The Sam's Club closures are part of a longer-term strategic repositioning, Walmart said. The warehouse store had long underperformed relative to its rival Costco, and closing locations helps minimize exposure.
Walmart has been shaking up its core business too. The retailer is laying off up to 500 employees in its headquarters this year and will do the same next year. The layoffs come as the retailer is getting ready to move into its new headquarters, which is planned to be more consolidated and thus more efficient than its current layout. Layoffs have hit its real estate division, as Walmart builds out fewer stores than it used to. They've also hit human resources, logistics, finance and marketing.
In its stores, Walmart is laying off roughly 3,500 store co-managers throughout the U.S. while adding about 1,700 assistant store managers (a slightly lower-paid role). The moves come as Walmart is remodeling its stores to focus more on supporting its online business (buy online, pick up in store efforts, for example), particularly its growing online grocery business. The growing number of assistant store managers will help support the front end of the store, such as carrying groceries to customers who ordered online.
"We've been looking at our structure for some time as we explore ways to operate more effectively. Those efforts continue. We understand these changes affect a number of our friends and colleagues, for whom we care deeply," the company said in a statement.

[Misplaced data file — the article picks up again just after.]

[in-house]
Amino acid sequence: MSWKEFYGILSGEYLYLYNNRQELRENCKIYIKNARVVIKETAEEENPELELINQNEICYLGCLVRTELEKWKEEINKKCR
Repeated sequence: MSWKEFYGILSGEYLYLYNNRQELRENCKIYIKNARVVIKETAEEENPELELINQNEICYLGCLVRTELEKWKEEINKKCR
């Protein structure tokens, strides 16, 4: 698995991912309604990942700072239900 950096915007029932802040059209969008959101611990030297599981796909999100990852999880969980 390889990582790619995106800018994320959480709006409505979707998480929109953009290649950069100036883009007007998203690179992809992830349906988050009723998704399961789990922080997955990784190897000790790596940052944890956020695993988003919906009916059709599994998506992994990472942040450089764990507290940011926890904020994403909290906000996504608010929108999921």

Following a miserable holiday season, bankrupt Toys R Us plans to shutter at least 180 of its stores.
The toy retailer filed for bankruptcy in September, weighed down by $4.9 billion in debt leftover from its leveraged buyout. Under bankruptcy protection, the retailer had thought it would be afforded the financial flexibility to drive its turnaround.
Its challenges may be more core than investors had thought. Toys R Us has struggled to find a niche in the toys business that competitors Amazon, Walmart and Target can't match. It has also been weighed down by the challenges facing the toy industry at large, which has lost steam amid lack of innovation and alternative entertainment on smartphones and tablets.
The retailer may soon be forced to renegotiate the terms of its debt with its lenders in hopes of emerging from bankruptcy.